How Hackers Attack
Multiple different mail servers are used in today’s enterprises: chosen for performance, price, name recognition or any of a number of other reasons, servers such as Lotus Notes and Microsoft Exchange dominate the corporate e-mail landscape.
Each different mail server has its own set of known vulnerabilities, giving resourceful hackers ample opportunity to search for weaknesses. Once these weaknesses are identified a single hacker can take down an entire rack of mail servers in the blink of an eye.
Self-propagation: The New Mission of Attacks
Hackers are becoming increasingly sophisticated and are no longer content with simply gaining access to networks to cause mischief and disrupt service. Whereas hackers first spread viruses through individual networks simply because they could, we now are seeing more and more attacks that involve the use of Trojans designed to spread a virus to as many computers as possible, with the intent of taking control of these machines for nefarious purposes.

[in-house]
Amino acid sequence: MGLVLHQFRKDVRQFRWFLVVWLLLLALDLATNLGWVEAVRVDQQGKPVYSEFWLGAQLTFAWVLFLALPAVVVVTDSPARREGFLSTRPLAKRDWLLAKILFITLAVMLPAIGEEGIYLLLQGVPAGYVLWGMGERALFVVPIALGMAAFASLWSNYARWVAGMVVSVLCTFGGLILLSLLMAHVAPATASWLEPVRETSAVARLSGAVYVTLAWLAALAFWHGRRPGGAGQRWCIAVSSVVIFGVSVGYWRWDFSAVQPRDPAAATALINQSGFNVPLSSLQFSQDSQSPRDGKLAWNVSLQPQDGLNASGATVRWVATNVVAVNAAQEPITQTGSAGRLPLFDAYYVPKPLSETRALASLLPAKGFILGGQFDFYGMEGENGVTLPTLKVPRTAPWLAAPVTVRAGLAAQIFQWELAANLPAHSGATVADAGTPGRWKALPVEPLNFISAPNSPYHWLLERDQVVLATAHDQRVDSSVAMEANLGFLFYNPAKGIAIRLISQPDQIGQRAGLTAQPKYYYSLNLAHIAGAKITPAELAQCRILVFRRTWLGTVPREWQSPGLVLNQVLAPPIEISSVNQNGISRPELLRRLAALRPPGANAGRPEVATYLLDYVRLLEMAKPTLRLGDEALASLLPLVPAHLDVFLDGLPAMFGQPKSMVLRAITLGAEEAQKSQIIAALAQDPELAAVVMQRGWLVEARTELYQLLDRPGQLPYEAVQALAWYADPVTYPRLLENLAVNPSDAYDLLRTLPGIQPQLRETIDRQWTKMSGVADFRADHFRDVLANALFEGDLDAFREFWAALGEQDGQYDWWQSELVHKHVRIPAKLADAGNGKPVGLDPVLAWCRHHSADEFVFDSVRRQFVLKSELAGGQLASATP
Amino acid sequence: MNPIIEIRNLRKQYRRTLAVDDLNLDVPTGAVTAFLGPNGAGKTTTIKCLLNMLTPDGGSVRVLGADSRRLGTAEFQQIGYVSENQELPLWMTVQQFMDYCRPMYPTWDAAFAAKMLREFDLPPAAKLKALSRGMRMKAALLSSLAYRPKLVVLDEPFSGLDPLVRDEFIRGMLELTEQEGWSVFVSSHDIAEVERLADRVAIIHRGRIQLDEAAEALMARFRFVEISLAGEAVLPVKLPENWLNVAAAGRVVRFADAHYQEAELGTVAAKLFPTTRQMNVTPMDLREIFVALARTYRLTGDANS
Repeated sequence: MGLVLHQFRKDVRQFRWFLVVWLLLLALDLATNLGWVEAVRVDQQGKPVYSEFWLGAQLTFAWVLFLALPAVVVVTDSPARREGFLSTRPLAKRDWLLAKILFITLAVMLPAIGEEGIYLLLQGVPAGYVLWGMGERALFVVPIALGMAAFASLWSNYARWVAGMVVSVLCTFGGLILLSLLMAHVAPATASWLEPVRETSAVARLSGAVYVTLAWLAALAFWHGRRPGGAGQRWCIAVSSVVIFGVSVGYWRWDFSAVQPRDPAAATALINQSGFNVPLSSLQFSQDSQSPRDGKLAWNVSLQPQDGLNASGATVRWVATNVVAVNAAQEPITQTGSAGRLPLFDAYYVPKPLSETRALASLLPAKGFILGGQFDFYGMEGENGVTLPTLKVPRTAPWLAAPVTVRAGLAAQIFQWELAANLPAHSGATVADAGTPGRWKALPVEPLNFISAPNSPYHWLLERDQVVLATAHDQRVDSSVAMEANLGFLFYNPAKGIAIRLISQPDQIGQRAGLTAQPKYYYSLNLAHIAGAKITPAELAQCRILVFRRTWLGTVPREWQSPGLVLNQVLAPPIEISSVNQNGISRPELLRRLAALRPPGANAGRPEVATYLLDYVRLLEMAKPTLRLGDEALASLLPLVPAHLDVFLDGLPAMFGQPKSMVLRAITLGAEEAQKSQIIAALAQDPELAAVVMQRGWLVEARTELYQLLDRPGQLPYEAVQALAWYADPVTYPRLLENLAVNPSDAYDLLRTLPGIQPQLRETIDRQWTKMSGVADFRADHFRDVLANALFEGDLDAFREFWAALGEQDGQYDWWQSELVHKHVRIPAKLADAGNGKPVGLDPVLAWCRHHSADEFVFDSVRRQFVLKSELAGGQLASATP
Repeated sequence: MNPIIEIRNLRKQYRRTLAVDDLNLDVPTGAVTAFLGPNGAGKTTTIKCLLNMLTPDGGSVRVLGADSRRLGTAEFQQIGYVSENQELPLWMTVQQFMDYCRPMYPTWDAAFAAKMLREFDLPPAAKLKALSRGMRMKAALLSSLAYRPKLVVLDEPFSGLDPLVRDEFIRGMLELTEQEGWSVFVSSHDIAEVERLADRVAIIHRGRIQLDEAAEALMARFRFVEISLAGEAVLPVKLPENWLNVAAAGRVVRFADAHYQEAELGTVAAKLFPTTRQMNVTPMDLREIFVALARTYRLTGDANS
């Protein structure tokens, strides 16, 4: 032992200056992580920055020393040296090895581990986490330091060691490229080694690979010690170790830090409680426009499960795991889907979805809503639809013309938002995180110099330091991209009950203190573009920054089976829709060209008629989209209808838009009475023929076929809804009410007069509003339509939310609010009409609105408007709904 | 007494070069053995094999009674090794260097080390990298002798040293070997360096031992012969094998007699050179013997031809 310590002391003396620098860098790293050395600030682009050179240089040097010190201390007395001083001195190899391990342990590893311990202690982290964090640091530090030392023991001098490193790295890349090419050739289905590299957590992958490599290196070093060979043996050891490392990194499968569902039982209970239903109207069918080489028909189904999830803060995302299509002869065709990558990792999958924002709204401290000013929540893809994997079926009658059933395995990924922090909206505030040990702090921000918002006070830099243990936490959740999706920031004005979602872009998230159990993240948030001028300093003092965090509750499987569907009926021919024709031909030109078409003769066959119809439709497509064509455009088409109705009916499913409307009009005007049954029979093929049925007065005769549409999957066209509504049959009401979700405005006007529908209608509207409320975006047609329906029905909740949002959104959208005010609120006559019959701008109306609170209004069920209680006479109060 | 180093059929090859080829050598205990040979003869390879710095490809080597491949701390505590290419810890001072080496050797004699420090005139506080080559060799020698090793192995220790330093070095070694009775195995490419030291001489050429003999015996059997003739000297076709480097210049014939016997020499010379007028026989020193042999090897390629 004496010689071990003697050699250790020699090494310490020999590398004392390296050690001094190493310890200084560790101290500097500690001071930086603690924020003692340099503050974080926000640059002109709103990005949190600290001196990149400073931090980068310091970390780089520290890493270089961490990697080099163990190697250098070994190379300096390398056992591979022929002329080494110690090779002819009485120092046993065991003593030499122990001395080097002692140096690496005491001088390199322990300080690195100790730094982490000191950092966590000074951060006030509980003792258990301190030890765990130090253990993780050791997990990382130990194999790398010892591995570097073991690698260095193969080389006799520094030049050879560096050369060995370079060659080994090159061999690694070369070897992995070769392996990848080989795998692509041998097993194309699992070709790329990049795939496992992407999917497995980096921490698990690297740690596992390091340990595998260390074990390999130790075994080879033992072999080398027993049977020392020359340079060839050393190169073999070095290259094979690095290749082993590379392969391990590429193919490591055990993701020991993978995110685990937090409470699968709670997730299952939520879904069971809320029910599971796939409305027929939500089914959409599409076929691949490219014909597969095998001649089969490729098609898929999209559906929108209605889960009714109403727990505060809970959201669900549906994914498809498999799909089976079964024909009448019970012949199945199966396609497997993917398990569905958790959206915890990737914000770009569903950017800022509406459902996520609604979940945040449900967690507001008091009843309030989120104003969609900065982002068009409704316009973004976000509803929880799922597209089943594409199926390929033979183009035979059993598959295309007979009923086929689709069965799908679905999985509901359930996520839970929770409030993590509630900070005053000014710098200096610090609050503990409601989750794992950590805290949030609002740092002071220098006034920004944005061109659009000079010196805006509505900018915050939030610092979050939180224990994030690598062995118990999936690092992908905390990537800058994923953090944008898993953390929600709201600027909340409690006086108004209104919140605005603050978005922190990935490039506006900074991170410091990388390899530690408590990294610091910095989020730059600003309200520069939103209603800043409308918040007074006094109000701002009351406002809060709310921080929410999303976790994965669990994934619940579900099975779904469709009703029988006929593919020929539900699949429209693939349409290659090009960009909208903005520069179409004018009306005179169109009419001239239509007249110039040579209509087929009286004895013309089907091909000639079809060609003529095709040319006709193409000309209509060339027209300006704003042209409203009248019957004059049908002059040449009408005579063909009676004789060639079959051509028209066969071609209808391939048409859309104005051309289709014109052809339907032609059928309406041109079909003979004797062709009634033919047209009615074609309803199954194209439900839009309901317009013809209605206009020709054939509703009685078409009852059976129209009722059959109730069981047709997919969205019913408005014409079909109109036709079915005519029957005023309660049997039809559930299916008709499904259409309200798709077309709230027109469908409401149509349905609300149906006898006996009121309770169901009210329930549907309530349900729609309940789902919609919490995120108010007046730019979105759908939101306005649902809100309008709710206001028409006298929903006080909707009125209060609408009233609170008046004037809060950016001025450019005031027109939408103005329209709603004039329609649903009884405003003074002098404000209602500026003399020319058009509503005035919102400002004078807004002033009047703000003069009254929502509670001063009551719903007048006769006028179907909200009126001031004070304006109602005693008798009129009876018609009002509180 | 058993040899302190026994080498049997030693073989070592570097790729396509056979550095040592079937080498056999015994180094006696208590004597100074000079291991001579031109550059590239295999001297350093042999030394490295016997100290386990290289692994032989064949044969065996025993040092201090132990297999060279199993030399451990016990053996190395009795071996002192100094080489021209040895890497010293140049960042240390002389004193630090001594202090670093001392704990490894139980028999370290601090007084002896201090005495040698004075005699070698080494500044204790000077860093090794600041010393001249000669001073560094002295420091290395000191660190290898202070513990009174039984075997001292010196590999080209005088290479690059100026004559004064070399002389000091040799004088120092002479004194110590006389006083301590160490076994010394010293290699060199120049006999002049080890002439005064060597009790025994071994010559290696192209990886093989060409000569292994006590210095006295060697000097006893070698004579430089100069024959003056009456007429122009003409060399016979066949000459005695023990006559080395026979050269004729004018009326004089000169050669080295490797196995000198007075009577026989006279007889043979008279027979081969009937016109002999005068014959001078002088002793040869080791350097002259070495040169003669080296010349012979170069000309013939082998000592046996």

Trojans enter the victim’s computer undetected, usually designed as a legitimate e-mail attachment. Once the unsuspecting recipient opens the Trojan the attacker is granted unrestricted access to the data stored on the computer. Trojans can either be hidden programs running on a computer or hidden within a legitimate program meaning a program that the user trusts will have functions they are not aware of. The following chart outlines some of the most popular types of Trojans used by hackers: